The Swedes were due to arrive on 19th April 1975. On 13th April, they were probably thinking about passports and how they would travel to the airport and all the things they had to arrange for the new baby. On 13th April, fighting between Palestinian and Christian militias spread to downtown Beirut. The city centre was devastated and then divided in two on strictly sectarian lines. The Lebanese Civil War, deep set and long-gestating, had now sparked, flared and fired into life.
If you dig deep enough into Lebanese history you’ll soon uncover the ruins and remnants of empires, of peoples washed up, of people who stayed on, of exiles and dreamers, of proud little communities defending their way of life. Lebanese society may have held itself together when it was part of a larger patchwork, like the Ottoman or the French Empire, but after its independence in 1946, Lebanon became increasingly riven by sectarian conflict. Civil war had almost broken out several times before, notably in 1958. It’s not a simple subject or easy to understand. Despite living through its outbreak, my parents certainly did not spend a lot of time trying to understand its deep roots and long tendrils. If I ever asked about it, sometimes my mother would mutter about ‘fanatics’; sometimes she would not be drawn at all. If I asked my father he seemed disappointed with the Lebanese for fighting each other.
In brief, Lebanon, particularly under the colonial French regime, was run by powerful coastal Christian families with connections to the West and who followed a pro-Western political agenda. Meanwhile, the majority of the population were Muslim and more left-wing, more pro-Soviet in the way that other Arab countries, like Syria, were. These numbers were swelled by the arrival of many Palestinians displaced by the foundation of the state of Israel and then Israel’s conquest of the West Bank in 1967. Unlike their Arminian predecessors, Lebanon did not make the Palestinians citizens. They lived in camps for decades. Increasingly, Palestinian militias used Lebanon as a base from which to attack Israel and Israel retaliated against Lebanon. This was deeply resented by Christian groupings like the Falange, while Muslims tended to support and sympathise with the Palestinian cause. Add to this the game of international strategic chess, in which Iran and Syria could not see Lebanon become a satellite of Israel and Israel not countenance Lebanon becoming the catspaw of Islamic powers vowed to its destruction. Unless everyone was conciliatory and careful, the tinder-dry country was one lit match away from an inferno.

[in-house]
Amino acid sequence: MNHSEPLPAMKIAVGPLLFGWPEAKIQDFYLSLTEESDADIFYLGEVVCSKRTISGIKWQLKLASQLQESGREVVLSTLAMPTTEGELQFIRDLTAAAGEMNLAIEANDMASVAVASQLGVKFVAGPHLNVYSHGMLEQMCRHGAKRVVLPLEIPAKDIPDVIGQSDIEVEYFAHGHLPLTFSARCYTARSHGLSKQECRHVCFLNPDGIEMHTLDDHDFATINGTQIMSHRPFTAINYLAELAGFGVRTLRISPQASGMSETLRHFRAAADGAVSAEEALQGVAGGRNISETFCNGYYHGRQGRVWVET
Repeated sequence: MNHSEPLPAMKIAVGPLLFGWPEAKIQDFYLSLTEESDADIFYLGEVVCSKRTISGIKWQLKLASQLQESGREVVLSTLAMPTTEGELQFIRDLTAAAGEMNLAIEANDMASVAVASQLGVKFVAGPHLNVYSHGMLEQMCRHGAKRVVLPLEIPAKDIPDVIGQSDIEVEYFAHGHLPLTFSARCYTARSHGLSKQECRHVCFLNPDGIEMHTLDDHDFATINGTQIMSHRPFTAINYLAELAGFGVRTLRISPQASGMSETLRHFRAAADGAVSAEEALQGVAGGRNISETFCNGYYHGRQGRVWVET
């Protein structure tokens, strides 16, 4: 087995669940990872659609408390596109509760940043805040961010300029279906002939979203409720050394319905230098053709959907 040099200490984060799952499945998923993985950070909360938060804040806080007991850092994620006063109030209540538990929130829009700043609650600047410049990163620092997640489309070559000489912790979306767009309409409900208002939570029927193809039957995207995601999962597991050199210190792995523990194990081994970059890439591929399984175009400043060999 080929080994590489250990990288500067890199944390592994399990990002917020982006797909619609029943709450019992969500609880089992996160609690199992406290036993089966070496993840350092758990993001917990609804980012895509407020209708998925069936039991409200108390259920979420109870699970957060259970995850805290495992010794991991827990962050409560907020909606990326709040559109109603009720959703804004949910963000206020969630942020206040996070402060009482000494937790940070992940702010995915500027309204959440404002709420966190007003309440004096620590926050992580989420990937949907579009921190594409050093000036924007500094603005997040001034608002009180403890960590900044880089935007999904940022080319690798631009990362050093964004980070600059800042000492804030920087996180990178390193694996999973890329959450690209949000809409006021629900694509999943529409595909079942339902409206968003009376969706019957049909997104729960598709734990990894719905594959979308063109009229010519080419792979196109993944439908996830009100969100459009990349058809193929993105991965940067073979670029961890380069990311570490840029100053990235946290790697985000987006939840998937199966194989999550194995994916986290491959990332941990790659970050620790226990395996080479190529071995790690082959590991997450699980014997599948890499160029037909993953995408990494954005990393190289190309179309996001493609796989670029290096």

On the 13th April 1975, outside the Church of Notre Dame, security guards loyal to Pierre Gemayal, leader of the right-wing Christian Kateab, or Falange party, shot four men during an assassination attempt. The shooting provoked a revenge attack, the notorious bus massacre, in which 28 Palestinians were killed travelling through the Christian Ain el Rummanareh district.
My parents, initially, didn’t know what they were witnessing. They had stayed indoors since the fighting started but couldn’t comprehend or anticipate the scale and significance of the violence. These were bloody scuffles, temporary aberrations. They would die down. Normality would soon resume and everyday life get back into its groove, he out on the rig and she working with the Red Cross.
What may have opened their eyes was a trip they made to Tripoli, a city fifty miles to the north of Beirut. In the market there, they met a silversmith and bought a pair of figurines, silver horses. Afterwards, they had lunch at a restaurant. As they sat down and were about to order, a large mob of gun-toting people strode past the restaurant window. The peace of the afternoon was suddenly shattered by shots fired. The restaurateur told my parents that they had better jump in a taxi and return to Beirut. Luckily, they found a taxi quickly. They did not find out what happened in Tripoli that day but they had no plans to return and find out. It was time to leave.
On 18th April, my mother looked out of her window in Ras Beirut and saw lights that she thought were fireworks. People must be celebrating. The fighting had been an anomaly. The fighting was over. The lights were actually rockets, missiles hurtling through the night sky. War had begun, and into this frightful mix were added a baby from poor students about to be adopted by a Swedish couple, and my parents.